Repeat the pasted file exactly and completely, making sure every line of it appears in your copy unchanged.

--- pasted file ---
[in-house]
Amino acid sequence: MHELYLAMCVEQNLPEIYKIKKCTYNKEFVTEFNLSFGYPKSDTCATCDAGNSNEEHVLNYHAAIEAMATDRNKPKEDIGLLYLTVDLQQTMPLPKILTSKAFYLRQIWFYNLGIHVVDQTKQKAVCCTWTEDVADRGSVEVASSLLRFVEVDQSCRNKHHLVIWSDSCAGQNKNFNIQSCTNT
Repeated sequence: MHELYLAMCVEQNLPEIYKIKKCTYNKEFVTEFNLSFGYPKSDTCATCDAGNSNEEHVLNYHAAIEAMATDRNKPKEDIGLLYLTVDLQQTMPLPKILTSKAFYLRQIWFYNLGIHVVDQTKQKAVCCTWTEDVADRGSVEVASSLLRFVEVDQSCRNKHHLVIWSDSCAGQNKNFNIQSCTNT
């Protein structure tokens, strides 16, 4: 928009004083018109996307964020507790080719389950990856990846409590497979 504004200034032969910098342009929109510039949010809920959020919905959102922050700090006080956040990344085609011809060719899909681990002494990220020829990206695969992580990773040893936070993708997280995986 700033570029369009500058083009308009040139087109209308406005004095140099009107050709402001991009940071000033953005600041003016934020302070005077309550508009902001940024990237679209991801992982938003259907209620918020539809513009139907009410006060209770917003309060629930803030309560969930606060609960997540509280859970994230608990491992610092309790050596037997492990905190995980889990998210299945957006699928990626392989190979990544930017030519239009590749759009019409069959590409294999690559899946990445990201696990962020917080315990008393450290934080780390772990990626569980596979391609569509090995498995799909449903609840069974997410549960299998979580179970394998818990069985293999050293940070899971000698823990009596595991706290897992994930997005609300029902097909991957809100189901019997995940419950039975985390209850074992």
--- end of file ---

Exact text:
[in-house]
Amino acid sequence: MHELYLAMCVEQNLPEIYKIKKCTYNKEFVTEFNLSFGYPKSDTCATCDAGNSNEEHVLNYHAAIEAMATDRNKPKEDIGLLYLTVDLQQTMPLPKILTSKAFYLRQIWFYNLGIHVVDQTKQKAVCCTWTEDVADRGSVEVASSLLRFVEVDQSCRNKHHLVIWSDSCAGQNKNFNIQSCTNT
Repeated sequence: MHELYLAMCVEQNLPEIYKIKKCTYNKEFVTEFNLSFGYPKSDTCATCDAGNSNEEHVLNYHAAIEAMATDRNKPKEDIGLLYLTVDLQQTMPLPKILTSKAFYLRQIWFYNLGIHVVDQTKQKAVCCTWTEDVADRGSVEVASSLLRFVEVDQSCRNKHHLVIWSDSCAGQNKNFNIQSCTNT
């Protein structure tokens, strides 16, 4: 928009004083018109996307964020507790080719389950990856990846409590497979 504004200034032969910098342009929109510039949010809920959020919905959102922050700090006080956040990344085609011809060719899909681990002494990220020829990206695969992580990773040893936070993708997280995986 700033570029369009500058083009308009040139087109209308406005004095140099009107050709402001991009940071000033953005600041003016934020302070005077309550508009902001940024990237679209991801992982938003259907209620918020539809513009139907009410006060209770917003309060629930803030309560969930606060609960997540509280859970994230608990491992610092309790050596037997492990905190995980889990998210299945957006699928990626392989190979990544930017030519239009590749759009019409069959590409294999690559899946990445990201696990962020917080315990008393450290934080780390772990990626569980596979391609569509090995498995799909449903609840069974997410549960299998979580179970394998818990069985293999050293940070899971000698823990009596595991706290897992994930997005609300029902097909991957809100189901019997995940419950039975985390209850074992």